The “primary” budget surplus is a the favourite measure of Greek politicians at the moment. Unfortunately for anyone living in Greece the “primary” part means it only tells half the story as it leaves out debt repayment and servicing costs.
When the true figures are used to paint an accurate picture of the Greek government finances the deficit is actually increasing and by a massive 33% year on year.
2013 year to date deficit runs at 8.7 billion Euros or around 1 billion Euros a month.
To put this into some sort of perspective, at the start of the Greek government’s crisis the monthly deficit was around 1.5 billion Euros a month.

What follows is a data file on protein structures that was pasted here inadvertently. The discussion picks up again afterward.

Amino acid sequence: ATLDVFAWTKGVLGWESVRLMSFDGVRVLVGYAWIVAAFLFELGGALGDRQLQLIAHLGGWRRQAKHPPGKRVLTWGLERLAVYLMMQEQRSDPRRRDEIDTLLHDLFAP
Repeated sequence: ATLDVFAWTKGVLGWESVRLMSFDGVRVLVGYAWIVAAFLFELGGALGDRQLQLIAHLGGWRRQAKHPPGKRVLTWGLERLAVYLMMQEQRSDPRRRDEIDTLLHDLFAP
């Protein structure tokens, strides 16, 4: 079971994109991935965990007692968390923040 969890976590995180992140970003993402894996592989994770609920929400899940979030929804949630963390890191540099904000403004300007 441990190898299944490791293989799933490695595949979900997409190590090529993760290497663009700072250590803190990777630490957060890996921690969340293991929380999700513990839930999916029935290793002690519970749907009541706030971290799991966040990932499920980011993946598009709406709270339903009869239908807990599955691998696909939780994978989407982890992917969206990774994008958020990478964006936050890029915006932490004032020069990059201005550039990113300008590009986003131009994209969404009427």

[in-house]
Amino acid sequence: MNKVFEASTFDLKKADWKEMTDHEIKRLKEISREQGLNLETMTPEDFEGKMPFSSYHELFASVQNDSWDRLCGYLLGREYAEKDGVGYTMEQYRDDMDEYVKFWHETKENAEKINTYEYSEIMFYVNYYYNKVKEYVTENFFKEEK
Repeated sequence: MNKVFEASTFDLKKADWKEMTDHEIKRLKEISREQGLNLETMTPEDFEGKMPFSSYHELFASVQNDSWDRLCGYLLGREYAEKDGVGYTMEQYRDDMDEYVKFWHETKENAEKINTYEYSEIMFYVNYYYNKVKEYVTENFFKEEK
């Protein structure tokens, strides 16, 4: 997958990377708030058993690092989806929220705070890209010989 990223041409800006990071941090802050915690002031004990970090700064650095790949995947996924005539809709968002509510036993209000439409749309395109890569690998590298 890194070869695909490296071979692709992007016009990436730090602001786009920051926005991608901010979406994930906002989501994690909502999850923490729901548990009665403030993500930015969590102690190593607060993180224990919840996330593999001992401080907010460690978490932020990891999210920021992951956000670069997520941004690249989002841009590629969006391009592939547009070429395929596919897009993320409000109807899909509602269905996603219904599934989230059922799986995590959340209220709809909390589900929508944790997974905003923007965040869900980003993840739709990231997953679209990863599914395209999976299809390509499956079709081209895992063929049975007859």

And given the tax arrears are building at the rate of around 680 million Euros a month and given that these unpaid taxes are most certainly counted as revenues by the government, the government’s balance sheet is at best the same as it was at the start of the crisis and in reality much more given the course of the economy.
This is just another statistic of the Greek government’s crisis. Massive tax increases, huge cuts in pensions and benefits, huge pain for the Greek population for absolutely no reason.